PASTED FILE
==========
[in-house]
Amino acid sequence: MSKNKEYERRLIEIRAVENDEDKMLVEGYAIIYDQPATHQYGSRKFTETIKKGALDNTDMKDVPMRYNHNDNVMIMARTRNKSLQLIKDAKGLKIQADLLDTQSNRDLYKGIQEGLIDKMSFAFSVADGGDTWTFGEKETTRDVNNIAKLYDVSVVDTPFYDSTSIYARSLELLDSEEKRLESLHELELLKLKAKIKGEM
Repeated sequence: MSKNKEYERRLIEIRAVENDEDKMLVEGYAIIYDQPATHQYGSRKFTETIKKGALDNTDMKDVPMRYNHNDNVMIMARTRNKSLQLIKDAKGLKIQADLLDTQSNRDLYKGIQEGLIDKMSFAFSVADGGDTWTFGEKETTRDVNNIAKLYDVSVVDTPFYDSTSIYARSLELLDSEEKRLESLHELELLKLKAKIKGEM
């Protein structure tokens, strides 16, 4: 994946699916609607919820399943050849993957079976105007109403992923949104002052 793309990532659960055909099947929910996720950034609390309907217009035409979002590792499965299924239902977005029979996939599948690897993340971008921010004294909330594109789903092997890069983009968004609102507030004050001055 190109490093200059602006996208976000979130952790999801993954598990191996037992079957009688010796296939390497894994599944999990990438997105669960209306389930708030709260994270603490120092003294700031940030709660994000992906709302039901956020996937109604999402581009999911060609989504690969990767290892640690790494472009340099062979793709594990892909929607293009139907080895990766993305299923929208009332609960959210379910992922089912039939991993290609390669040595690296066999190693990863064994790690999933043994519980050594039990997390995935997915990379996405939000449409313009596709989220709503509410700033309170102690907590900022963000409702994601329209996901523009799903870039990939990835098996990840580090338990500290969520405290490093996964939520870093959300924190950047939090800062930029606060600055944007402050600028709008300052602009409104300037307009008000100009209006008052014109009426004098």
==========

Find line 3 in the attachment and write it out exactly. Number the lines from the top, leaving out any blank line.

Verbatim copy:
Repeated sequence: MSKNKEYERRLIEIRAVENDEDKMLVEGYAIIYDQPATHQYGSRKFTETIKKGALDNTDMKDVPMRYNHNDNVMIMARTRNKSLQLIKDAKGLKIQADLLDTQSNRDLYKGIQEGLIDKMSFAFSVADGGDTWTFGEKETTRDVNNIAKLYDVSVVDTPFYDSTSIYARSLELLDSEEKRLESLHELELLKLKAKIKGEM